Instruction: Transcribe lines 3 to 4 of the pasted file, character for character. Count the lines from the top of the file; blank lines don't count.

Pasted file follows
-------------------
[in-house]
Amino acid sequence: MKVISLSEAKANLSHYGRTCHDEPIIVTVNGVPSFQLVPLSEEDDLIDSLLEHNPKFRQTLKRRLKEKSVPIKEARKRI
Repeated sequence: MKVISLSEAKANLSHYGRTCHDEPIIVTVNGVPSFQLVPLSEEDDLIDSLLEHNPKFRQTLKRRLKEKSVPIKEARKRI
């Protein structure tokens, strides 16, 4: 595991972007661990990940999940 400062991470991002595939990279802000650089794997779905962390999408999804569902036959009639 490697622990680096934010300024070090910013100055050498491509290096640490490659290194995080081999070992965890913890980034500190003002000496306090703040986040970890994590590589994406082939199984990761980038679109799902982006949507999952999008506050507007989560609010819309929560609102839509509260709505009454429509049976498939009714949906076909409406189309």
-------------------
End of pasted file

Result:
Repeated sequence: MKVISLSEAKANLSHYGRTCHDEPIIVTVNGVPSFQLVPLSEEDDLIDSLLEHNPKFRQTLKRRLKEKSVPIKEARKRI
């Protein structure tokens, strides 16, 4: 595991972007661990990940999940 400062991470991002595939990279802000650089794997779905962390999408999804569902036959009639 490697622990680096934010300024070090910013100055050498491509290096640490490659290194995080081999070992965890913890980034500190003002000496306090703040986040970890994590590589994406082939199984990761980038679109799902982006949507999952999008506050507007989560609010819309929560609102839509509260709505009454429509049976498939009714949906076909409406189309």